How to Become a Great Leader & Scale Your Business

CentreCEOs want to grow their businesses, but are afraid of losing control. How can they achieve scale, while ensuring their business remains directionally correct? Former Frog and Quirky President, Doreen Lorenzo, calls for setting a strong culture, understanding the needs of your people and empowering them to stretch themselves.

Key Points:
1. Scaling up requires powering down control by ceding it to others
2. Great leadership requires understanding the needs of your people
3. Use design thinking to empower people to stretch themselves

At EXOscalr we are building up a coaching clientele of people that are already leaders and want to become extraordinary leaders. Some of these leaders are focused on building up ventures that have progressed to product-market fit stage and as these companies start to scale up, they want to increase their growth velocity.

At its simplest, achieving hyper-growth through scaling up is about adding fuel and subtracting friction. There are a whole range of mechanisms we use to add fuel, such as an infusion of funding or top talent. To remove friction we focus on how companies organize, how they manage their people and ultimately how they motivate and incentivise them.

We are eager to take on board and share insights from others who have walked the path of scaling multiple organisations and have inspiring leadership stories. In this note we spend time with Doreen Lorenzo. She spent 16 years as President of Frog, which she scaled into a global design powerhouse. She then took on the same role at crowdsourced product startup Quirky, which she put through an accelerated scaling program – fondly called “Doreen bootcamp” by Quirky’s CEO, Ben Kaufman.

Scaling up requires powering down control by ceding it to others

Doreen’s view is that scaling in and of itself isn’t hard. What is hard is being prepared to cede control to other people in order to scale a business.
“This is where the big misstep comes, because if you’re going to grow a business you have to put other people in charge of things.”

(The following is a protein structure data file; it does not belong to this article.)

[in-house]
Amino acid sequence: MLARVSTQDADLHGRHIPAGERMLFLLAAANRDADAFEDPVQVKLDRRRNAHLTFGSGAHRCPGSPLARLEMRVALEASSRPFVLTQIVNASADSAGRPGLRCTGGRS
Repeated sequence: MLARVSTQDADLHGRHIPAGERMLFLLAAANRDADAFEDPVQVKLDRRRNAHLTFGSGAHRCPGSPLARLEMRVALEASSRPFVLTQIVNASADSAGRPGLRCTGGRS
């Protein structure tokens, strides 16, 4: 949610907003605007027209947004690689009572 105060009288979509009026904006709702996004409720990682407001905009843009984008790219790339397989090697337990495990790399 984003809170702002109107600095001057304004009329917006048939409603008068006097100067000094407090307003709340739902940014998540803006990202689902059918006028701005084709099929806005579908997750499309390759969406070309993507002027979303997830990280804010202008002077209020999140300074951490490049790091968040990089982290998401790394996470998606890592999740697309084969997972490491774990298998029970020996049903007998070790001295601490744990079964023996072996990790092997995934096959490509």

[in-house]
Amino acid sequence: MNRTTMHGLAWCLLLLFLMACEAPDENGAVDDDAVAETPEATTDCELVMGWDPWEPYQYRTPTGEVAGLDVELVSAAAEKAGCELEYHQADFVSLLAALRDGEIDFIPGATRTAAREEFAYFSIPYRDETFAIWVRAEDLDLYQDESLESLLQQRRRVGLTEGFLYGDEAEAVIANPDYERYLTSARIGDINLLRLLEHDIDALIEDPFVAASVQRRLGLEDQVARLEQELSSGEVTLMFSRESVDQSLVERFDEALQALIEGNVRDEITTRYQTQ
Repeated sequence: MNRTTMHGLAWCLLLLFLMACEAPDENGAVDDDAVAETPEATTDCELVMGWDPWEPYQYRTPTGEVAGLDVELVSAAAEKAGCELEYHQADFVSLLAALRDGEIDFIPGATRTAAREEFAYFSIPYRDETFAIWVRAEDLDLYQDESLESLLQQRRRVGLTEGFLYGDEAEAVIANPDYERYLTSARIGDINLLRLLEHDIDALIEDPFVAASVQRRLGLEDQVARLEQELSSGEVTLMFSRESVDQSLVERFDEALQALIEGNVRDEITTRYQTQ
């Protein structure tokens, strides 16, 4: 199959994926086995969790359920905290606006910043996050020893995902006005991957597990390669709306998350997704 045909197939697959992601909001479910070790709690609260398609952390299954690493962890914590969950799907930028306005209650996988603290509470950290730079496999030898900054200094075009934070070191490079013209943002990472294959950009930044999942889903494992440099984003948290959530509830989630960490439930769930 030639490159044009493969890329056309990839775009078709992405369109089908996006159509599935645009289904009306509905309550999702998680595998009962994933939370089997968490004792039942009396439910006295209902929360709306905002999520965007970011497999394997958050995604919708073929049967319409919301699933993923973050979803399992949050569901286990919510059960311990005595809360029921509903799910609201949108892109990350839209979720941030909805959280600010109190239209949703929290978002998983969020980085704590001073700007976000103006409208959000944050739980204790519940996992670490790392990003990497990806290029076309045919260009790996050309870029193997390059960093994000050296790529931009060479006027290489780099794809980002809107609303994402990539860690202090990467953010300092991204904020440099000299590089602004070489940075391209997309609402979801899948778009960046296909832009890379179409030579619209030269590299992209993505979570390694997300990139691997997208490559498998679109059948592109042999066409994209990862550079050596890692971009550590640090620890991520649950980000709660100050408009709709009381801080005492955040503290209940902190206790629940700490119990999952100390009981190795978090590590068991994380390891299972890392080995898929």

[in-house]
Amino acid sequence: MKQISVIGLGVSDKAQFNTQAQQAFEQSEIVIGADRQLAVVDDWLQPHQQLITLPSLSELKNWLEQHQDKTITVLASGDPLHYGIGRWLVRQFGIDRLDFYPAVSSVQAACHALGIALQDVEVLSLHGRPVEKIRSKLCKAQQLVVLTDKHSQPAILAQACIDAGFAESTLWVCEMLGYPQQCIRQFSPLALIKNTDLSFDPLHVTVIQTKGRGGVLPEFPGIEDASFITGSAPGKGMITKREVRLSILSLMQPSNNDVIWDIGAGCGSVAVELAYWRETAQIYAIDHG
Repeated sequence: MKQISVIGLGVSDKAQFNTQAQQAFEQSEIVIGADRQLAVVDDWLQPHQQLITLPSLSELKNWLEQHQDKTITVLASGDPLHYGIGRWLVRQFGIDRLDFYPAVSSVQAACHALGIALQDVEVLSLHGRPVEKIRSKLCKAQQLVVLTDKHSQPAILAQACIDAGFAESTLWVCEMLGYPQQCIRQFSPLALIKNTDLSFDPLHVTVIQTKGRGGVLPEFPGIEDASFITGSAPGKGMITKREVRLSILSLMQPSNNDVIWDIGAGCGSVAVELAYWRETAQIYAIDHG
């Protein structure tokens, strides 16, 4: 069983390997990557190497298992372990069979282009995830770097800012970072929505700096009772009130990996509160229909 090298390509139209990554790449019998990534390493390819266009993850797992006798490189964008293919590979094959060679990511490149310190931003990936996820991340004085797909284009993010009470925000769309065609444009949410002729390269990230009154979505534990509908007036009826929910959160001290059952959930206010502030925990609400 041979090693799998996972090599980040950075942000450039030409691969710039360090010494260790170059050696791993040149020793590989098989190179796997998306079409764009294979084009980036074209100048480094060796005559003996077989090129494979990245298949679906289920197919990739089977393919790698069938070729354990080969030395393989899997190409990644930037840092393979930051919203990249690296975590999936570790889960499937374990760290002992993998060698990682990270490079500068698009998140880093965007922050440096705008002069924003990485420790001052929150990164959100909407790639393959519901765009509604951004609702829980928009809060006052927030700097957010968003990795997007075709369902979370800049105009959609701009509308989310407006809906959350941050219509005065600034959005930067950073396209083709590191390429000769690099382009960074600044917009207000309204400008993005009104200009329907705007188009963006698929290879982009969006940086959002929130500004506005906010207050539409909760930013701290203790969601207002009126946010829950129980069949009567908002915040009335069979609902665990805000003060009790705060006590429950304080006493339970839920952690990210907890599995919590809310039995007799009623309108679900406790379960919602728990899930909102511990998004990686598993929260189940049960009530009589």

She sees scaling as being a three-stepped process:
1. Build a replicable culture – you need to have a vision and mission that everybody understands, that everybody sees as your Northstar.
2. Hire fantastic people – bring on board people that understand the vision and mission.  Diversity is beneficial and the people you hire don’t have to agree with you 100%.
3. Allow people to do the things that you hired them to do –  either empower your people, or remove obstacles that prevent them from executing against your vision and mission.

When she joined Quirky it was a young company in which the vision and mission were already very established. The question she faced was how to put the right people and processes in place to deliver on that mission and vision. She asked what they were trying to accomplish, what needed to happen to get to them to the point that sets the business up for success and then she worked with the team to execute against that.

Great leadership requires understanding the needs of your people

Doreen points out that because of all the technology that we live and work with, there is no divide and we are working all the time. In such a world the most important thing you can do for your people is to understand the 24/7 nature of work and, in this context, to understand their needs.

“It doesn’t mean you need to agree with everything, but you understand their needs and you’re making decisions based on them.”

“Sometimes you’ll make decisions that they’ll agree with, and sometimes you won’t, but they will know that you understand their needs and have taken them into account when you made your decision.”

“It is just a point of data, and not all data comes from spreadsheets, some of it comes from people and you need both to be an effective business leader.”